In Madrid, the orphan sisters Irene, Ana and Maite are raised by their austere aunt Paulina together with their mute and crippled grandmother after the death of their mother and their ... See full summary »
"The Silence" is about the emotional distance between two sisters. The younger one is still attractive enough to pick up a lover in a strange city. The older one -- even though she is very ... See full summary »
How do we understand faith and prayer, and what of miracles? August 1925 on a Danish farm. Patriarch Borgen has three sons: Mikkel, a good-hearted agnostic whose wife Inger is pregnant, ... See full summary »
Carl Theodor Dreyer
Emil Hass Christensen,
Preben Lerdorff Rye
A man wanders out of the desert after a four year absence. His brother finds him, and together they return to L.A. to reunite the man with his young son. Soon after, he and the boy set out ... See full summary »
Harry Dean Stanton,
Sometime in the early years of the century, a boy, Apu, is born to a poor Brahmin family in a village in Bengal. The father, a poet and priest, cannot earn enough to keep his family going. ... See full summary »
In Castile c.1940, a travelling movie theatre brings James Whale's b/w film classic "Frankenstein" (1931) to a village. (Admission 1 peseta for adults, 2 reales for children.) Two young girls, Isabel and Ana, determine to find the Monster. Written by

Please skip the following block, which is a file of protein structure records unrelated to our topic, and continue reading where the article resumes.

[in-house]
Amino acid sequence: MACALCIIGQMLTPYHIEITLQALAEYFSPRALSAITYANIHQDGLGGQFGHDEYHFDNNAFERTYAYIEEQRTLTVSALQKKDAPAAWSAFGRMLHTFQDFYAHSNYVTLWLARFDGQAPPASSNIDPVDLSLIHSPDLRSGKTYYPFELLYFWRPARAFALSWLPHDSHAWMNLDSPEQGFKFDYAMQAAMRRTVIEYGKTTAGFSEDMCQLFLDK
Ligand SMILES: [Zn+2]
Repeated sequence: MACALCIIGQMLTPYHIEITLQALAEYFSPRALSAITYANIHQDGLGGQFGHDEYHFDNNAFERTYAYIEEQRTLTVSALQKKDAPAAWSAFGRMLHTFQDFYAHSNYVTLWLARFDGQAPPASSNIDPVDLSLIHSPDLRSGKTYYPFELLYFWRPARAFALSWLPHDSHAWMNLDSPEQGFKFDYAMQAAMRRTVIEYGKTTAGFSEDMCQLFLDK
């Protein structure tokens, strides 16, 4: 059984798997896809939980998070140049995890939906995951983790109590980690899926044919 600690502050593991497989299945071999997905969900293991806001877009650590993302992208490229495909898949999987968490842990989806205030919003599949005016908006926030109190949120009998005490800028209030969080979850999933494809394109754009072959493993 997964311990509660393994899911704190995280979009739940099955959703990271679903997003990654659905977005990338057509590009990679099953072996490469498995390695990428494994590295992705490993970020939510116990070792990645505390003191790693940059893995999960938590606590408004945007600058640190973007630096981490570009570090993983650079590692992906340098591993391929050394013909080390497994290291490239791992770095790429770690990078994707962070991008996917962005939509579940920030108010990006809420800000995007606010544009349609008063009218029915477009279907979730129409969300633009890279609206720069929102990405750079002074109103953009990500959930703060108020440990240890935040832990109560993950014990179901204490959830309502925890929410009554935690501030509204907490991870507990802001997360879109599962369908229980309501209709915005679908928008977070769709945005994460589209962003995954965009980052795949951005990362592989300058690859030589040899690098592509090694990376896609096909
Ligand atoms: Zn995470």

Michael Crew <firstname.lastname@example.org>
Voted third best Spanish film by professionals and critics in 1996 Spanish cinema centenary. See more »
When the fugitive jumps from the train and rolls down the hill, he's wearing boots, but in the next shot he's wearing low-cut shoes. See more »
Papa, have you ever picked a bad mushroom?
No. You know why?
Because I always do like my grandfather told me.
[he gets up and starts to walk; the girls follow]
If you're not sure a mushroom's good, don't pick it. Because if it's bad, and you eat it, it's your last mushroom and your last everything too.
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I was not aware of the political significance of this movie when I saw it, but I was struck by the eerie, quiet way the story built up scene by scene, with hardly any dialog, and hardly any camera movement. This quietness allows you to reflect on what the meaning might be as it sifts gradually into your consciousness, leading to sudden realizations that come as quite a shock.
I found I had a strong empathy for the little girl who is trying to make sense of a story she has been told (in the movie) that has a powerful grip on her heart and imagination, and has an apparent connection with bigger, drastic events the real world, in a way she tries to understand.
I think it is really rather profound and affecting, even if you know nothing of Spanish history.
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